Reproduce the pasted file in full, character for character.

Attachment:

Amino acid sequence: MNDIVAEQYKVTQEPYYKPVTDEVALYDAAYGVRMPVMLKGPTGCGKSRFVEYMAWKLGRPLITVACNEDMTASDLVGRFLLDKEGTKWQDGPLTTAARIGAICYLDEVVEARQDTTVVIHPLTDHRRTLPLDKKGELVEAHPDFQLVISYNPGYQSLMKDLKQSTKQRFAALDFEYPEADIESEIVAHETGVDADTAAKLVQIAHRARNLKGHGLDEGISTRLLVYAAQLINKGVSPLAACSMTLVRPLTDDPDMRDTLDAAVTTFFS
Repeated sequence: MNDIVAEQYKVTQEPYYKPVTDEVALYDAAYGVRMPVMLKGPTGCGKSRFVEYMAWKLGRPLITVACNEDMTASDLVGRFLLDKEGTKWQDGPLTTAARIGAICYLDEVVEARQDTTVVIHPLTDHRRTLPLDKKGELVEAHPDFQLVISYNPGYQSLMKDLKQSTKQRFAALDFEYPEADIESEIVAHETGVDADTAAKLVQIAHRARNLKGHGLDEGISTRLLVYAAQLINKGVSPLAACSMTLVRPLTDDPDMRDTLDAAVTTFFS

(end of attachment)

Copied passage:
Amino acid sequence: MNDIVAEQYKVTQEPYYKPVTDEVALYDAAYGVRMPVMLKGPTGCGKSRFVEYMAWKLGRPLITVACNEDMTASDLVGRFLLDKEGTKWQDGPLTTAARIGAICYLDEVVEARQDTTVVIHPLTDHRRTLPLDKKGELVEAHPDFQLVISYNPGYQSLMKDLKQSTKQRFAALDFEYPEADIESEIVAHETGVDADTAAKLVQIAHRARNLKGHGLDEGISTRLLVYAAQLINKGVSPLAACSMTLVRPLTDDPDMRDTLDAAVTTFFS
Repeated sequence: MNDIVAEQYKVTQEPYYKPVTDEVALYDAAYGVRMPVMLKGPTGCGKSRFVEYMAWKLGRPLITVACNEDMTASDLVGRFLLDKEGTKWQDGPLTTAARIGAICYLDEVVEARQDTTVVIHPLTDHRRTLPLDKKGELVEAHPDFQLVISYNPGYQSLMKDLKQSTKQRFAALDFEYPEADIESEIVAHETGVDADTAAKLVQIAHRARNLKGHGLDEGISTRLLVYAAQLINKGVSPLAACSMTLVRPLTDDPDMRDTLDAAVTTFFS